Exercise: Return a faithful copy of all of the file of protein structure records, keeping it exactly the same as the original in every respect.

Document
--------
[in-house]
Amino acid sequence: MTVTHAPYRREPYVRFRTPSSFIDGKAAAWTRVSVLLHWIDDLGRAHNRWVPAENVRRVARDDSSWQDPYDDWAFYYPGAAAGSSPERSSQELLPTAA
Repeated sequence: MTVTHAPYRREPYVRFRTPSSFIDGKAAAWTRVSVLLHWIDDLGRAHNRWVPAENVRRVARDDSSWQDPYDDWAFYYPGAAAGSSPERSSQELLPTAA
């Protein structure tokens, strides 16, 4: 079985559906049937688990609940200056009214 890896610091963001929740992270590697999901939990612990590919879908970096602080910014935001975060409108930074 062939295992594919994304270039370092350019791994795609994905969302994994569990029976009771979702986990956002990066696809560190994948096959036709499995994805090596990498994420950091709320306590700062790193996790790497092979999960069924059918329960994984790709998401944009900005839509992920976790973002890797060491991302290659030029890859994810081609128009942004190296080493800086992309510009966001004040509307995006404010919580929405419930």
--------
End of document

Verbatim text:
[in-house]
Amino acid sequence: MTVTHAPYRREPYVRFRTPSSFIDGKAAAWTRVSVLLHWIDDLGRAHNRWVPAENVRRVARDDSSWQDPYDDWAFYYPGAAAGSSPERSSQELLPTAA
Repeated sequence: MTVTHAPYRREPYVRFRTPSSFIDGKAAAWTRVSVLLHWIDDLGRAHNRWVPAENVRRVARDDSSWQDPYDDWAFYYPGAAAGSSPERSSQELLPTAA
């Protein structure tokens, strides 16, 4: 079985559906049937688990609940200056009214 890896610091963001929740992270590697999901939990612990590919879908970096602080910014935001975060409108930074 062939295992594919994304270039370092350019791994795609994905969302994994569990029976009771979702986990956002990066696809560190994948096959036709499995994805090596990498994420950091709320306590700062790193996790790497092979999960069924059918329960994984790709998401944009900005839509992920976790973002890797060491991302290659030029890859994810081609128009942004190296080493800086992309510009966001004040509307995006404010919580929405419930």